A male, approximately 40 years of age with an unknown city of residence, was driving a silver Jeep SUV on Interstate 80 W/B near Richmond Parkway. An unknown suspect vehicle drove alongside and fired several rounds into the Jeep. The driver of the Jeep allowed the vehicle to drift across the roadway and down a steep embankment to the right of the freeway. The Jeep overturned several times, and the driver was ejected from the vehicle.
Interstate 80 in Richmond was shut down earlier this morning after what I can only assume is gang violence caused bullets to fly, Jeeps to flip, and what I can only assume was a CHP scene like something out of Fargo.
But the thing is, crime involving vehicles is pretty much the norm in many parts of California. Take a walk through San Francisco or Oakland and you find the sidewalks are often covered in broken glass. Many convertible tops are also slashed.
The one day that I had to park outside of my apartment building’s lot in Oakland (the power was out due to a windstorm therefore the electric gate was out), someone smashed my passenger side window. What did they steal? A pair of $5 gloves. Then to add insult to injury, I moved my car into the locked garage. An hour later I found my car’s trunk open, the doors ajar, glovebox open, and storage latch broken as one of my fellow neighbors couldn’t help but rifle through my already broken-into car.
According to NeighborhoodScout, your chances of being a victim of property crime in California each year are 1 in 41. That’s not so bad. In my city (Richmond)? 1 in 24.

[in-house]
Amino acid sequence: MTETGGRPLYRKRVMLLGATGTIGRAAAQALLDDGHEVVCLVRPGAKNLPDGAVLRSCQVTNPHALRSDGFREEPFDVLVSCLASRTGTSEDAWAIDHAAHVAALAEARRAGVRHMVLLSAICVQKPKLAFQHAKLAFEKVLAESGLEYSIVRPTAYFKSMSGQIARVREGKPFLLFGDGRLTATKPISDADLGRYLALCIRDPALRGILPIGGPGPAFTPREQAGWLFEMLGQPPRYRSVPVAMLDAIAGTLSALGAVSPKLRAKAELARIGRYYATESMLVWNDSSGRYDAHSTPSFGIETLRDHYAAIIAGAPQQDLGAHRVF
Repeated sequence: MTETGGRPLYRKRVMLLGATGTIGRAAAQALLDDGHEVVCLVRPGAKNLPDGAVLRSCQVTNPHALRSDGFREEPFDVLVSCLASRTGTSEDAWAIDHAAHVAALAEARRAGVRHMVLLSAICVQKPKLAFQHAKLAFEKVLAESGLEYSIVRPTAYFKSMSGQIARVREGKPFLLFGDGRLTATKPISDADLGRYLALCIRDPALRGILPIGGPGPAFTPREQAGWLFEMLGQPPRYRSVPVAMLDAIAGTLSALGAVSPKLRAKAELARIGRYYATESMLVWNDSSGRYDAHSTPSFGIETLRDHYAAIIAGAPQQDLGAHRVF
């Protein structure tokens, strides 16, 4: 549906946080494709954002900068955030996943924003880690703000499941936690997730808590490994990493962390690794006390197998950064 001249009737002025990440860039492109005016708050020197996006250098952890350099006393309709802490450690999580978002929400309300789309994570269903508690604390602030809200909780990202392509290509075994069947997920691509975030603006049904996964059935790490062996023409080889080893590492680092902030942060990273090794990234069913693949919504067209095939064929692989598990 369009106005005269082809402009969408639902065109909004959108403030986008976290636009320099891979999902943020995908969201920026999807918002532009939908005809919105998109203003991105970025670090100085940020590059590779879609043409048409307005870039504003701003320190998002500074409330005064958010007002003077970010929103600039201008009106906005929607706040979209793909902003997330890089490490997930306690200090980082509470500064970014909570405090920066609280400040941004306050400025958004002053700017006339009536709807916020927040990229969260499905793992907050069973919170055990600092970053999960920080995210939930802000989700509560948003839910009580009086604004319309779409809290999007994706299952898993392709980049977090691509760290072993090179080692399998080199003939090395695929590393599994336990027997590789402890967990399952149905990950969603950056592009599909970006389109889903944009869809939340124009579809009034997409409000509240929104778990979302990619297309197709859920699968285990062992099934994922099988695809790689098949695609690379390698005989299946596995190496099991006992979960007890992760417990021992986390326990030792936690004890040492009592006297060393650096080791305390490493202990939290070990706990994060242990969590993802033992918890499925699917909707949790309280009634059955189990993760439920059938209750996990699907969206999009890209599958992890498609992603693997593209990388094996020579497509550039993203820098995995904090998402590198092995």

But how about San Francisco? Your chances of being a victim of property crime in California each year are 1 in 19.
Actually, we should talk about that. But if you ask any San Francisco resident, their response is usually “Crime is an East Bay Problem...” - meaning that “hey, everything is relative and it could be worse. I could live in Oakland.”
Oakland you ask? 1 in 17.
A sideshow in Oakland last year. This is when cars shut down traffic (sometimes on the highway) to do burnouts, hang out windows, fire guns in the air, and ruin tires. It looks like fun, but is a fantasic way of ending up in jail. Just observing one in person is illegal.
In my opinion, this is the one of the biggest problems when it comes to California. When it comes to breaking the law, everyone seems to think they’re just bending it - “because compared to X, this isn’t so bad”. It’s how you end up with people reversing two city blocks (if you’re in reverse, it’s not driving the wrong way), people going the wrong way down a one way street (it’s just a short street, it’s not like it’s that long one over there), and cyclists who break nearly every law possible (why are you writing me a ticket for riding on the crosswalk when that guy over there just murdered someone?).
Like this? How about reading parts 1 and 2?